The six most memorable political moments from this year's Oscars

Politics dominated the night during the 90th annual Academy Awards on Sunday, with some of Hollywood’s biggest stars tackling sexual harassment, LGBT rights, immigration reform and other hot-button issues.

Here are the six most memorable political moments during this year's Oscars ceremony.

Kimmel touts #MeToo in opening monologue

Second-time host Jimmy Kimmel didn’t shy away from skewering Hollywood for its treatment of women, kicking off the awards show with a monologue filled with one-liners taking aim at the entertainment industry.

“Here’s how clueless Hollywood is about women: We made a movie called ‘What Women Want’ and it starred Mel Gibson. That’s all you need to know,” said the late-night host.

Kimmel went on to hail the "Me Too" movement, telling the crowd in Los Angeles: “The world is watching us. We need to set an example.”

Nyong’o, Nanjiani share support for 'Dreamers'

Presenters Lupita Nyong’o and Kumail Nanjiani took to the stage to make an impassioned plea for "Dreamers."

“Black Panther” star Nyong’o, who's from Kenya, and Nanjiani, who told the crowd he's from Pakistan and Iowa, shared their support for Dreamers, the term frequently used to refer to young immigrants who were brought to the U.S. illegally as children. The Trump administration announced last year it was rescinding the Deferred Action for Childhood Arrivals program that protected those immigrants, putting their fate in doubt.

“Like everyone in this room, and everyone watching at home, we are dreamers too,” Nyong’o said. "Dreams are the foundation of Hollywood and dreams are the foundation of America.”

“To all the Dreamers out there," Nanjiani added, "we stand with you."

First openly transgender presenter makes history

“A Fantastic Woman” star Daniela Vega made the Hollywood history books by becoming the first openly transgender person to present at the Academy Awards.

The Chilean actress, who introduced a song from the Oscar-nominated film “Call Me By Your Name,” exclaimed to the audience, “Thank you so much for this moment.”

“I want to invite you to open your heart and your feelings to feel the reality and to feel love,” Vega said.  “Can you feel it?"

Kobe Bryant jabs at Ingraham's ‘shut up and dribble’ remark

Kobe Bryant hit back at conservative commentator Laura Ingraham’s remarks that basketball players should “shut up and dribble" while accepting his first Oscar.

The former Los Angeles Laker joined animator Glen Keane as the pair accepted an award for Best Animated Short Film for their movie “Dear Basketball.”

"I mean, as basketball players we're really supposed to shut up and dribble, but I'm glad we do a little bit more than that," Bryant said.

The retired basketball player appeared to be hitting back at a remark made by Ingraham last month. Addressing basketball stars LeBron James and Kevin Durant after they criticized President TrumpDonald John TrumpSchiff urges GOP colleagues to share private concerns about Trump publicly US-China trade talks draw criticism for lack of women in pictures Overnight Defense: Trump to leave 200 troops in Syria | Trump, Kim plan one-on-one meeting | Pentagon asks DHS to justify moving funds for border wall MORE, Ingraham said, “Keep the political commentary to yourself, or, as someone once said, 'shut up and dribble.'"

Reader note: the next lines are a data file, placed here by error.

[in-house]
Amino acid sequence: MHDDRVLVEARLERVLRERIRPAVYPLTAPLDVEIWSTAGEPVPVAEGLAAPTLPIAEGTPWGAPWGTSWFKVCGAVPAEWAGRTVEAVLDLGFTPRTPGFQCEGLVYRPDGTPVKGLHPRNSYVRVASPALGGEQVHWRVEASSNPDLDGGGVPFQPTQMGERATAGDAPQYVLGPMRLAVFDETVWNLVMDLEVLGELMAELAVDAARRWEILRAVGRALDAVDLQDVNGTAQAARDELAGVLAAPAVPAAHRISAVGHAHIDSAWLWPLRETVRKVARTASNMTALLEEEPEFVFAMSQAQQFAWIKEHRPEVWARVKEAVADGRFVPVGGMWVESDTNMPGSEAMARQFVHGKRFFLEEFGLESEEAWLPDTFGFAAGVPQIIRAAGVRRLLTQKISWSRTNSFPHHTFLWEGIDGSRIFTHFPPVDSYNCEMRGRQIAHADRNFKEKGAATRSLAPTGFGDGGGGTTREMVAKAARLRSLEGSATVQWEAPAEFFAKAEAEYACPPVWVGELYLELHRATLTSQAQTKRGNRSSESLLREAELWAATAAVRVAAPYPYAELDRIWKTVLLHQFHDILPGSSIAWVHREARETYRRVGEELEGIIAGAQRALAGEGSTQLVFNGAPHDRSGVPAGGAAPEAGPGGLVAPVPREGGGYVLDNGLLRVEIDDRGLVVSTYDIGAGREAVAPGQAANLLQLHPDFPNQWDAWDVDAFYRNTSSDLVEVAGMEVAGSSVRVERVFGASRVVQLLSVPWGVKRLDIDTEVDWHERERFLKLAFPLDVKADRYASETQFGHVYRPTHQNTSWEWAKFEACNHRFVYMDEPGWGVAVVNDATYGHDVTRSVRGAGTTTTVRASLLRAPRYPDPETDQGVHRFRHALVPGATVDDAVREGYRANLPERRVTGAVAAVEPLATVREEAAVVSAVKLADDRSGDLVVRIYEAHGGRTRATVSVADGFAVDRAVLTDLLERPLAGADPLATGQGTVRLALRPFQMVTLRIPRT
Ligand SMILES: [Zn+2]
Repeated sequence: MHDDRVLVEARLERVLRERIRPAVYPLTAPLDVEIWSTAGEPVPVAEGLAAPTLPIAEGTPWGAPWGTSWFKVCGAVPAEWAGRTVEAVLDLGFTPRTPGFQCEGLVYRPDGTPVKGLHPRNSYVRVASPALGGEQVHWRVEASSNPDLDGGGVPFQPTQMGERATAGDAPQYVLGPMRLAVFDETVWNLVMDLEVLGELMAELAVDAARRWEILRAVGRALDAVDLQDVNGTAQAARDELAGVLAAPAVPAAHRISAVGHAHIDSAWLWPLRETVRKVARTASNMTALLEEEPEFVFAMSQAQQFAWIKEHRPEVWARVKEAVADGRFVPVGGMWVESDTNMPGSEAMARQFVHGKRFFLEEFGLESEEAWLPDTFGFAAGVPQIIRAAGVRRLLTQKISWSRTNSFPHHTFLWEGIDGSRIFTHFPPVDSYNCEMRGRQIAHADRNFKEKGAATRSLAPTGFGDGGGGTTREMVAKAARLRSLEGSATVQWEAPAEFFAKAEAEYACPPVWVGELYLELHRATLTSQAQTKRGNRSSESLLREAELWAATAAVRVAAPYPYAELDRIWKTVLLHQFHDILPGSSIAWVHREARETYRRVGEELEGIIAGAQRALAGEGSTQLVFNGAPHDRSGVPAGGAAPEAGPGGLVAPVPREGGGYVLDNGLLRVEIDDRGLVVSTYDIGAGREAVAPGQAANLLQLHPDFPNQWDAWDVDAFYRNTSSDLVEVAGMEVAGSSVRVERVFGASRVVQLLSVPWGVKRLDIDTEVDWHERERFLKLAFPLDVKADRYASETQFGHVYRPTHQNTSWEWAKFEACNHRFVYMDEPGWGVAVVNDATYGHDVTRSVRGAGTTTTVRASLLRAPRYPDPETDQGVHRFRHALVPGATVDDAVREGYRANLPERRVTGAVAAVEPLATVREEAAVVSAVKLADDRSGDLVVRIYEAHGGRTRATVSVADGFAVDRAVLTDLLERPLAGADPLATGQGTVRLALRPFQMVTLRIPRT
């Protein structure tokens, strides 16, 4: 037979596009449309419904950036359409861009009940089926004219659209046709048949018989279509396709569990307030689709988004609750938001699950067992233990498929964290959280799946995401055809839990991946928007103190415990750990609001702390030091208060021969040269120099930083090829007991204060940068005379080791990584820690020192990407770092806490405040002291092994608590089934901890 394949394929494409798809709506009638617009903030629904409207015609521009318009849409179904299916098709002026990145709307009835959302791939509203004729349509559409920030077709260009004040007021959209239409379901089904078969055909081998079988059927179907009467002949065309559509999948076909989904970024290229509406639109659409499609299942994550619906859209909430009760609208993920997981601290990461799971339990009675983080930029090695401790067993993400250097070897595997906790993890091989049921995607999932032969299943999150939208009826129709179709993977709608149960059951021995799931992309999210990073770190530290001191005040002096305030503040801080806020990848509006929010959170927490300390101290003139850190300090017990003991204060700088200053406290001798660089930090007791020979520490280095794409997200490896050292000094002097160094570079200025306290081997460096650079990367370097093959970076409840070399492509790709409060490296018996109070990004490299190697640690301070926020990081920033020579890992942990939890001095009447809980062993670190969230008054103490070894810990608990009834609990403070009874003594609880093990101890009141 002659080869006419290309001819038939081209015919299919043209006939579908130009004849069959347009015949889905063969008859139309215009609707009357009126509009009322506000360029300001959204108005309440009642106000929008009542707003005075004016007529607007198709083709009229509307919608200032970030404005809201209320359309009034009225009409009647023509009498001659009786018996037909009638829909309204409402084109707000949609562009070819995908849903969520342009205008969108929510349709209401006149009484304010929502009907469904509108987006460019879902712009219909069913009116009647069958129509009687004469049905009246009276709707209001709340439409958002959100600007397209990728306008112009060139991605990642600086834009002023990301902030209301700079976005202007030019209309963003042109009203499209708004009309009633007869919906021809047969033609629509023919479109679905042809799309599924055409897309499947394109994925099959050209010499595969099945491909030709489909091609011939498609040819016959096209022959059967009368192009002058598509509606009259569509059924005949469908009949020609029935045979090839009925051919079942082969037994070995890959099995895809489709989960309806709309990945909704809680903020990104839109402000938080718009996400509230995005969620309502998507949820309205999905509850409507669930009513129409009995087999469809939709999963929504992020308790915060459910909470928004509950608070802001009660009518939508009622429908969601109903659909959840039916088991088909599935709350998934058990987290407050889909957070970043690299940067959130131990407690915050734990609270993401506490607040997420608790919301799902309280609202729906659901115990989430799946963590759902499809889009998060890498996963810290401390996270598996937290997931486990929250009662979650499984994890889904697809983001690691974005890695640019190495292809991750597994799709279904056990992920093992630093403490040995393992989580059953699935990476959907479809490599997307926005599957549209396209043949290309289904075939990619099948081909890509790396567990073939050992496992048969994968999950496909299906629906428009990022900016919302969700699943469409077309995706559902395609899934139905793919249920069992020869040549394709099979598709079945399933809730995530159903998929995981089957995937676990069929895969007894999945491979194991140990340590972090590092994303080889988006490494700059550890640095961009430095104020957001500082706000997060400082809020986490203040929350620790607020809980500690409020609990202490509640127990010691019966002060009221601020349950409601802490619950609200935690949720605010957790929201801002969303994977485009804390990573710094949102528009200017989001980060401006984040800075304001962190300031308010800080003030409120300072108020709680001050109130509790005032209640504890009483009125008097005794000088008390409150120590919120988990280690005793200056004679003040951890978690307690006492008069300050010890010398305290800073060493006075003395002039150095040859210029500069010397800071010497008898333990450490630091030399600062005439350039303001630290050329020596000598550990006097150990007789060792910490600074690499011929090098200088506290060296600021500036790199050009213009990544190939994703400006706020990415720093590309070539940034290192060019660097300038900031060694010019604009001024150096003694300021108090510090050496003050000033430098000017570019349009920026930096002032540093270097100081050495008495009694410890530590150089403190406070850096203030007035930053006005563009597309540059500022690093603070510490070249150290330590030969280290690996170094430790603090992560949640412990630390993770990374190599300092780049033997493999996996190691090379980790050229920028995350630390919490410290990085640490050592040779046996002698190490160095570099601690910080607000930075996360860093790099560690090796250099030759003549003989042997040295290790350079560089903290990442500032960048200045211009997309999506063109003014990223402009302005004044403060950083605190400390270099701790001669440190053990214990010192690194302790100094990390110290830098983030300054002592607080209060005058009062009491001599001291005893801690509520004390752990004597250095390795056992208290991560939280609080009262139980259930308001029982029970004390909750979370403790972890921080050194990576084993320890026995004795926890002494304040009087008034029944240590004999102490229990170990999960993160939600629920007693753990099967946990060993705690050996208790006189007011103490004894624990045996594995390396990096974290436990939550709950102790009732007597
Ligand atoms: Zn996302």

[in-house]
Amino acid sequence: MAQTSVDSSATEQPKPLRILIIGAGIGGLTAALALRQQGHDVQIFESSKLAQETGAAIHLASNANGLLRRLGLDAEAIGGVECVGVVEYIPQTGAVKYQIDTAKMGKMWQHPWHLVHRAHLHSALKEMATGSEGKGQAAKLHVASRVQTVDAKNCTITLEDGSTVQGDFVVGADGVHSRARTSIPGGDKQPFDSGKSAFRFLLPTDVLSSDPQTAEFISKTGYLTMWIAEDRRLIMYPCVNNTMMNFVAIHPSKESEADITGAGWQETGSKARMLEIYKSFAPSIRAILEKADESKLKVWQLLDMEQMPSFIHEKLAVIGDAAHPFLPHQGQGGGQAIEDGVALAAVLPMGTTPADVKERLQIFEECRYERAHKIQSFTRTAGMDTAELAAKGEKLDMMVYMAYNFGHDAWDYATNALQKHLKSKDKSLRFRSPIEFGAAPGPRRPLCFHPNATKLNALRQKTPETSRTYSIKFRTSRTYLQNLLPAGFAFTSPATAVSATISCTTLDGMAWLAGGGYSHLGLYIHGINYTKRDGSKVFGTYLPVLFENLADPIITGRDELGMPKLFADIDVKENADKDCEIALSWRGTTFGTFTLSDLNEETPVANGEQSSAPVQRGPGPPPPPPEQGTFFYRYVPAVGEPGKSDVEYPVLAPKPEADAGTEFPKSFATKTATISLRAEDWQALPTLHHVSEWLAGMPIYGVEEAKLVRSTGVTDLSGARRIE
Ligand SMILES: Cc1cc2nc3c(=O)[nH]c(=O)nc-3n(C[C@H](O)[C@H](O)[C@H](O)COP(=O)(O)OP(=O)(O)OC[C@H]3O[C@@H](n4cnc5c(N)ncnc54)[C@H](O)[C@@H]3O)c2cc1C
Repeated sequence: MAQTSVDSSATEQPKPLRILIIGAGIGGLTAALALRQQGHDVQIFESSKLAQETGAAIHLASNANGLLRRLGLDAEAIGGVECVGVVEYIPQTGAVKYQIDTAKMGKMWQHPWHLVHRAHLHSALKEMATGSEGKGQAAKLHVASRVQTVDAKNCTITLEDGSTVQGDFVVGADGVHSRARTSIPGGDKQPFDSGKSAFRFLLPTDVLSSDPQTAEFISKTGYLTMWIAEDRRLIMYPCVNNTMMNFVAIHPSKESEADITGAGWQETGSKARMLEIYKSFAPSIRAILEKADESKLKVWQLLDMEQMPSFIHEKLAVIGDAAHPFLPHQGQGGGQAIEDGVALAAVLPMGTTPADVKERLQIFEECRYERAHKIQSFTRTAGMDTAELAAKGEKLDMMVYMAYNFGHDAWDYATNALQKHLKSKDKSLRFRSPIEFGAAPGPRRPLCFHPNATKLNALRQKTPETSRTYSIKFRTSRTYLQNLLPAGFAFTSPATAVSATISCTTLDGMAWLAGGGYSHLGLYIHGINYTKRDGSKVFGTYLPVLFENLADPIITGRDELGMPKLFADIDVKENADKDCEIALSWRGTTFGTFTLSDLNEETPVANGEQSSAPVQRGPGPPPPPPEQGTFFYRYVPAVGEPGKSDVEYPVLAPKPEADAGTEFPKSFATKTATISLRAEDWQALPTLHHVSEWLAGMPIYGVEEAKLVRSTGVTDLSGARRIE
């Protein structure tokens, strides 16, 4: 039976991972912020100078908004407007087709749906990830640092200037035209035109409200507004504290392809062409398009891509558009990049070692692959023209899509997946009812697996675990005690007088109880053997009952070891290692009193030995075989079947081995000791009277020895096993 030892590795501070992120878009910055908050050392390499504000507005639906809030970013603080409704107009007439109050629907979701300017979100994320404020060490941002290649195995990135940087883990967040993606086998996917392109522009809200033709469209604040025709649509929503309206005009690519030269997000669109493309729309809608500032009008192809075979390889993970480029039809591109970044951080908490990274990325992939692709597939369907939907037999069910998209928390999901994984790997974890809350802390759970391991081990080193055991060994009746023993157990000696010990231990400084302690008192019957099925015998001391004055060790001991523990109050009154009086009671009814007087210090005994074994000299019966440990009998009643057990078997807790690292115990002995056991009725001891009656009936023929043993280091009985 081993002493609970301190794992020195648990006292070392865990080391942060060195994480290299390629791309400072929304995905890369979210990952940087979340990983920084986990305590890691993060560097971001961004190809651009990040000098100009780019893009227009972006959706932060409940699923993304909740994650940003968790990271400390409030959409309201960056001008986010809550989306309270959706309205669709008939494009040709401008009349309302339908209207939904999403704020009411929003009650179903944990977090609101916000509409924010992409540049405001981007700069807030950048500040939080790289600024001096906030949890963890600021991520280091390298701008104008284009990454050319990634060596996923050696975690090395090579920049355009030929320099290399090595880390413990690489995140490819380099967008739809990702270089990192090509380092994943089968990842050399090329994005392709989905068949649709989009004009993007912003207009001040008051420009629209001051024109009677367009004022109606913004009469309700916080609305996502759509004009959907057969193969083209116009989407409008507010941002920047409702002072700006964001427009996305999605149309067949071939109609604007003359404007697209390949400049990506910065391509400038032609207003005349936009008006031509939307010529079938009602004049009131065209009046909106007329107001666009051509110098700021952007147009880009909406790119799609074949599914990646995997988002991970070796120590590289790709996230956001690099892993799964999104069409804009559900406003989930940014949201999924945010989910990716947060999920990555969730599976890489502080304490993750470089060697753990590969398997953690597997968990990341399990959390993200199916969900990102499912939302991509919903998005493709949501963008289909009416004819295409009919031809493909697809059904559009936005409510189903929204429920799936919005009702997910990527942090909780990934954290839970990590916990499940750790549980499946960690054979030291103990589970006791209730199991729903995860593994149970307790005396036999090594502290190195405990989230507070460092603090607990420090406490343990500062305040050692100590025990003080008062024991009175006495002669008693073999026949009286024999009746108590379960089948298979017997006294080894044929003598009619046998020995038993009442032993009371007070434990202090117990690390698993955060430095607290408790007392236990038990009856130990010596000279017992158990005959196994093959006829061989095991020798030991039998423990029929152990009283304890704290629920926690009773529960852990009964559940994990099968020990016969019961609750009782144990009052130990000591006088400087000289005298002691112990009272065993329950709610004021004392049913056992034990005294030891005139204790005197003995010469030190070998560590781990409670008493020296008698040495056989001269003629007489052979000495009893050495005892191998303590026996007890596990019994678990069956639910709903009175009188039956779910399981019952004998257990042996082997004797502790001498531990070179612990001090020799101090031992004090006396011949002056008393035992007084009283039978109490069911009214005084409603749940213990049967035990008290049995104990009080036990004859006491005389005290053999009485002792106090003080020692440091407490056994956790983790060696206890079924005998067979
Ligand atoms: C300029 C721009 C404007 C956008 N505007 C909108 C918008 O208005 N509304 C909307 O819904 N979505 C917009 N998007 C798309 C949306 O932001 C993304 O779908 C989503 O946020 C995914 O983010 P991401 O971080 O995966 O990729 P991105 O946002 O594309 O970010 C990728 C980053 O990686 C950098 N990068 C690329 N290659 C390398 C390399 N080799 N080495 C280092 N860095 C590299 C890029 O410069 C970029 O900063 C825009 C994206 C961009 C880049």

Kimmel, Common take swipes at Trump and Pence

While many Hollywood stars have used recent awards shows to slam President Trump, explicitly anti-Trump rhetoric generally took a back seat at the Oscars.

However, two stars did make reference to the commander in chief during Sunday night's show.

Host Jimmy Kimmel — a frequent Trump critic on his ABC late-night show — included a single quip in his opening monologue targeting the president, saying, “None other than President Trump called ‘Get Out’ the best first three-quarters of a movie this year.”

Kimmel also raised eyebrows with a joke aimed at Vice President Pence’s stance on gay rights.

“We don’t make films like ‘Call Me By Your Name' for money,” Kimmel said of the Oscar-nominated film about a 17-year-old boy discovering his sexuality through a romantic relationship with an older man. “We make them to upset Mike PenceMichael (Mike) Richard PencePence going to Colombia to demand Maduro step down Grenell: Push to decriminalize homosexuality 'wildly supported' by both parties Marc Short to return to White House as Pence’s chief of staff MORE."

Hip-hop artist Common and Andra Day denounced Trump without uttering his name during a performance of their anthem, “Stand Up for Something.”

“A president that trolls with hate. He don’t control our fate because God is great,” Common said in spoken word.

“When they go low, we stay in the heights. I stand for peace, love, and women’s rights,” he said.

#TimesUp and #MeToo grab the Oscars spotlight

Anti-sexual harassment initiatives were front and center for much of the 2018 awards show, with the Oscars dedicating an entire segment to the “Time’s Up” and “Me Too” movements.

Ashley Judd, Salma Hayek and Annabella Sciorra — three of former Hollywood producer Harvey Weinstein’s accusers — joined together to introduce a taped segment paying homage to Hollywood’s “trailblazers.”

“The changes we are witnessing are being driven by the powerful sound of new voices, of different voices, of our voices, joining together in a mighty chorus that’s finally saying, ‘Time’s up,’” said Judd.